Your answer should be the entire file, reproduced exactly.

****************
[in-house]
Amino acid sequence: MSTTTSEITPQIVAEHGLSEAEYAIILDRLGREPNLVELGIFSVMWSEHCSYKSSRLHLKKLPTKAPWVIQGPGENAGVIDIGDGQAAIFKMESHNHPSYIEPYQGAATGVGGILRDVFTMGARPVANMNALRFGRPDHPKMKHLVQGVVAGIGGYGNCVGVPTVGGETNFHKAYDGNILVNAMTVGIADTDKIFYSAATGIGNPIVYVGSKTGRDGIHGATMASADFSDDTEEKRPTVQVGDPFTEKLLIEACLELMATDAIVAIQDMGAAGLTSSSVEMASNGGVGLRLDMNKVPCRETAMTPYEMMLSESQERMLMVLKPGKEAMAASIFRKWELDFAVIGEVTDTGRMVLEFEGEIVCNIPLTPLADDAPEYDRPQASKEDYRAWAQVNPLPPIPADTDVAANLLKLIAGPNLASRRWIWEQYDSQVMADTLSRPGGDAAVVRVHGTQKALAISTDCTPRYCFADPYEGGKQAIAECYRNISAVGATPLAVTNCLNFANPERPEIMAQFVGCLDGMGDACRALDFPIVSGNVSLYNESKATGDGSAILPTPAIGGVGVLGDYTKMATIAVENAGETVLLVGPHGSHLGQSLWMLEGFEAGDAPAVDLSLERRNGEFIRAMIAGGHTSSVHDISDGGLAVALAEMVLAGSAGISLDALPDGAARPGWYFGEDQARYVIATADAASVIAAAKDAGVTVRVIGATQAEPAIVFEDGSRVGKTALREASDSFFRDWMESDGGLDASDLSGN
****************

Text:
[in-house]
Amino acid sequence: MSTTTSEITPQIVAEHGLSEAEYAIILDRLGREPNLVELGIFSVMWSEHCSYKSSRLHLKKLPTKAPWVIQGPGENAGVIDIGDGQAAIFKMESHNHPSYIEPYQGAATGVGGILRDVFTMGARPVANMNALRFGRPDHPKMKHLVQGVVAGIGGYGNCVGVPTVGGETNFHKAYDGNILVNAMTVGIADTDKIFYSAATGIGNPIVYVGSKTGRDGIHGATMASADFSDDTEEKRPTVQVGDPFTEKLLIEACLELMATDAIVAIQDMGAAGLTSSSVEMASNGGVGLRLDMNKVPCRETAMTPYEMMLSESQERMLMVLKPGKEAMAASIFRKWELDFAVIGEVTDTGRMVLEFEGEIVCNIPLTPLADDAPEYDRPQASKEDYRAWAQVNPLPPIPADTDVAANLLKLIAGPNLASRRWIWEQYDSQVMADTLSRPGGDAAVVRVHGTQKALAISTDCTPRYCFADPYEGGKQAIAECYRNISAVGATPLAVTNCLNFANPERPEIMAQFVGCLDGMGDACRALDFPIVSGNVSLYNESKATGDGSAILPTPAIGGVGVLGDYTKMATIAVENAGETVLLVGPHGSHLGQSLWMLEGFEAGDAPAVDLSLERRNGEFIRAMIAGGHTSSVHDISDGGLAVALAEMVLAGSAGISLDALPDGAARPGWYFGEDQARYVIATADAASVIAAAKDAGVTVRVIGATQAEPAIVFEDGSRVGKTALREASDSFFRDWMESDGGLDASDLSGN